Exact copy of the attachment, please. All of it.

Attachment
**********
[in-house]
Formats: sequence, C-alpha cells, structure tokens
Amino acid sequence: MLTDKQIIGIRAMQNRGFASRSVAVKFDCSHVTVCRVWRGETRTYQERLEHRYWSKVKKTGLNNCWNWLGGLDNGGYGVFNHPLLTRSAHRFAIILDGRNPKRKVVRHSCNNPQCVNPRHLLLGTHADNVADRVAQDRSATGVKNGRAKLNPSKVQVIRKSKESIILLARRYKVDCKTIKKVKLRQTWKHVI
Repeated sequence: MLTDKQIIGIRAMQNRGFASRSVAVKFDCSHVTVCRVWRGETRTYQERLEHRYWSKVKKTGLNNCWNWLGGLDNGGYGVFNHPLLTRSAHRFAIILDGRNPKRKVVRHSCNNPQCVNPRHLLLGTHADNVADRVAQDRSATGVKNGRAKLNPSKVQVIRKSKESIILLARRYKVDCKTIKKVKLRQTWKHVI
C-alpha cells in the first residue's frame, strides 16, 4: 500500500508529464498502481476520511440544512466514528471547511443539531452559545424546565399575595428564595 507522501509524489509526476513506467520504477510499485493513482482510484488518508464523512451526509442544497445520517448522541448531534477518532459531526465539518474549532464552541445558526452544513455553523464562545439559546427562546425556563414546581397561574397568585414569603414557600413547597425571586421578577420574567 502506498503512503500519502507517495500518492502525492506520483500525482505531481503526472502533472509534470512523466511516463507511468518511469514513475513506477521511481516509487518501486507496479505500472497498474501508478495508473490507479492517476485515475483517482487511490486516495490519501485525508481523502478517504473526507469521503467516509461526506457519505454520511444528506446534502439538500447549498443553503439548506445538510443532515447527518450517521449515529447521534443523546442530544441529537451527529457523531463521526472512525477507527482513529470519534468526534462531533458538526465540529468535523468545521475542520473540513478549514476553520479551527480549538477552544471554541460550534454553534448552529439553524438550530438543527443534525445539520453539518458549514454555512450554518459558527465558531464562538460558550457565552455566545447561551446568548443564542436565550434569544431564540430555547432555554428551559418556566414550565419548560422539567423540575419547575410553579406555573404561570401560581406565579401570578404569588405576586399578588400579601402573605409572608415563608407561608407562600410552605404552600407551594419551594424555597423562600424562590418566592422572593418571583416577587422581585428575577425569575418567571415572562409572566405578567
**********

[in-house]
Formats: sequence, C-alpha cells, structure tokens
Amino acid sequence: MLTDKQIIGIRAMQNRGFASRSVAVKFDCSHVTVCRVWRGETRTYQERLEHRYWSKVKKTGLNNCWNWLGGLDNGGYGVFNHPLLTRSAHRFAIILDGRNPKRKVVRHSCNNPQCVNPRHLLLGTHADNVADRVAQDRSATGVKNGRAKLNPSKVQVIRKSKESIILLARRYKVDCKTIKKVKLRQTWKHVI
Repeated sequence: MLTDKQIIGIRAMQNRGFASRSVAVKFDCSHVTVCRVWRGETRTYQERLEHRYWSKVKKTGLNNCWNWLGGLDNGGYGVFNHPLLTRSAHRFAIILDGRNPKRKVVRHSCNNPQCVNPRHLLLGTHADNVADRVAQDRSATGVKNGRAKLNPSKVQVIRKSKESIILLARRYKVDCKTIKKVKLRQTWKHVI
C-alpha cells in the first residue's frame, strides 16, 4: 500500500508529464498502481476520511440544512466514528471547511443539531452559545424546565399575595428564595 507522501509524489509526476513506467520504477510499485493513482482510484488518508464523512451526509442544497445520517448522541448531534477518532459531526465539518474549532464552541445558526452544513455553523464562545439559546427562546425556563414546581397561574397568585414569603414557600413547597425571586421578577420574567 502506498503512503500519502507517495500518492502525492506520483500525482505531481503526472502533472509534470512523466511516463507511468518511469514513475513506477521511481516509487518501486507496479505500472497498474501508478495508473490507479492517476485515475483517482487511490486516495490519501485525508481523502478517504473526507469521503467516509461526506457519505454520511444528506446534502439538500447549498443553503439548506445538510443532515447527518450517521449515529447521534443523546442530544441529537451527529457523531463521526472512525477507527482513529470519534468526534462531533458538526465540529468535523468545521475542520473540513478549514476553520479551527480549538477552544471554541460550534454553534448552529439553524438550530438543527443534525445539520453539518458549514454555512450554518459558527465558531464562538460558550457565552455566545447561551446568548443564542436565550434569544431564540430555547432555554428551559418556566414550565419548560422539567423540575419547575410553579406555573404561570401560581406565579401570578404569588405576586399578588400579601402573605409572608415563608407561608407562600410552605404552600407551594419551594424555597423562600424562590418566592422572593418571583416577587422581585428575577425569575418567571415572562409572566405578567